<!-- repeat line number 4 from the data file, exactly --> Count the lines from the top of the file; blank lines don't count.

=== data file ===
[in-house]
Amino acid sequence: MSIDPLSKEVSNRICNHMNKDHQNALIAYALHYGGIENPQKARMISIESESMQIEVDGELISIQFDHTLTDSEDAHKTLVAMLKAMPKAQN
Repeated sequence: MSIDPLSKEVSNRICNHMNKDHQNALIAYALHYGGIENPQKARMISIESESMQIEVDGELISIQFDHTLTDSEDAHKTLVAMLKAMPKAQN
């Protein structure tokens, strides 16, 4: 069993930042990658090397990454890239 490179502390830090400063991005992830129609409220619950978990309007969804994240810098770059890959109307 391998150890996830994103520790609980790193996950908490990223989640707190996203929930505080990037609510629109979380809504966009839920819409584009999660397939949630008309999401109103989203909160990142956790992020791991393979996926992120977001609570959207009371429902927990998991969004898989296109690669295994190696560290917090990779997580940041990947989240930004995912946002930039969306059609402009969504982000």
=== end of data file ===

């Protein structure tokens, strides 16, 4: 069993930042990658090397990454890239 490179502390830090400063991005992830129609409220619950978990309007969804994240810098770059890959109307 391998150890996830994103520790609980790193996950908490990223989640707190996203929930505080990037609510629109979380809504966009839920819409584009999660397939949630008309999401109103989203909160990142956790992020791991393979996926992120977001609570959207009371429902927990998991969004898989296109690669295994190696560290917090990779997580940041990947989240930004995912946002930039969306059609402009969504982000």